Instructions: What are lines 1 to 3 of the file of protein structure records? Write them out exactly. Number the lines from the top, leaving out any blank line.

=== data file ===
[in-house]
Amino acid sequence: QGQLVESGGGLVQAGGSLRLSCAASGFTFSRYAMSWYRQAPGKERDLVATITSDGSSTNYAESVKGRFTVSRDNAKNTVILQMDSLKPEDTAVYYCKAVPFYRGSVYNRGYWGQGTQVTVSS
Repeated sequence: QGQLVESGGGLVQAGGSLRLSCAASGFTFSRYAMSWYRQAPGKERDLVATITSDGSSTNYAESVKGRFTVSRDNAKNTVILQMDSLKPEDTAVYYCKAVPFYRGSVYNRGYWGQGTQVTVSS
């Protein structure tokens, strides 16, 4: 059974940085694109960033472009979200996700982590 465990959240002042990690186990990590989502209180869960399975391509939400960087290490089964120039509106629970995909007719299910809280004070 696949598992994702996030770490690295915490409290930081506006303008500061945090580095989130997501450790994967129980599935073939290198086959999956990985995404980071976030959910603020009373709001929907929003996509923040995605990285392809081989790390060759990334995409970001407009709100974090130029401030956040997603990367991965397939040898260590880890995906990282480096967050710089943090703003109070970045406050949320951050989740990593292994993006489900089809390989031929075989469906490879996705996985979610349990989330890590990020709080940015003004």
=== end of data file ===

[in-house]
Amino acid sequence: QGQLVESGGGLVQAGGSLRLSCAASGFTFSRYAMSWYRQAPGKERDLVATITSDGSSTNYAESVKGRFTVSRDNAKNTVILQMDSLKPEDTAVYYCKAVPFYRGSVYNRGYWGQGTQVTVSS
Repeated sequence: QGQLVESGGGLVQAGGSLRLSCAASGFTFSRYAMSWYRQAPGKERDLVATITSDGSSTNYAESVKGRFTVSRDNAKNTVILQMDSLKPEDTAVYYCKAVPFYRGSVYNRGYWGQGTQVTVSS